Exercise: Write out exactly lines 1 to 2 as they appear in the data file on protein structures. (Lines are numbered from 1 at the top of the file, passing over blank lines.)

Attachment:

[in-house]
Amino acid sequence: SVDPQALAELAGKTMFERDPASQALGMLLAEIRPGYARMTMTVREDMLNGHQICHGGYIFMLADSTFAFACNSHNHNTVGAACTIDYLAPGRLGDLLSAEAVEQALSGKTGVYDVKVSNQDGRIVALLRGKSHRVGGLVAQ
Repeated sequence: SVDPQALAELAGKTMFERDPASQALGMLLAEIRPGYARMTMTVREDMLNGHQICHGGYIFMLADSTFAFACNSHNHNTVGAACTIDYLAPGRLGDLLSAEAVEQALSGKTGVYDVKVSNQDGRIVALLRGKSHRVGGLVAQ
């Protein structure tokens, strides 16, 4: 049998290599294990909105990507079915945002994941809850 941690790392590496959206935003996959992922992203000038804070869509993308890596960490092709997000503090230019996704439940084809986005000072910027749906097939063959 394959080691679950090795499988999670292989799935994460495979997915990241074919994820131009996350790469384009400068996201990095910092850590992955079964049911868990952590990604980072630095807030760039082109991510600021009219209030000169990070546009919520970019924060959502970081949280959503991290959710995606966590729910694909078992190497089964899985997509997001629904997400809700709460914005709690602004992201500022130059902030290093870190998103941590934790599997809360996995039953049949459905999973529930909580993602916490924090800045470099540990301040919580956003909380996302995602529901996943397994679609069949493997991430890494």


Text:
[in-house]
Amino acid sequence: SVDPQALAELAGKTMFERDPASQALGMLLAEIRPGYARMTMTVREDMLNGHQICHGGYIFMLADSTFAFACNSHNHNTVGAACTIDYLAPGRLGDLLSAEAVEQALSGKTGVYDVKVSNQDGRIVALLRGKSHRVGGLVAQ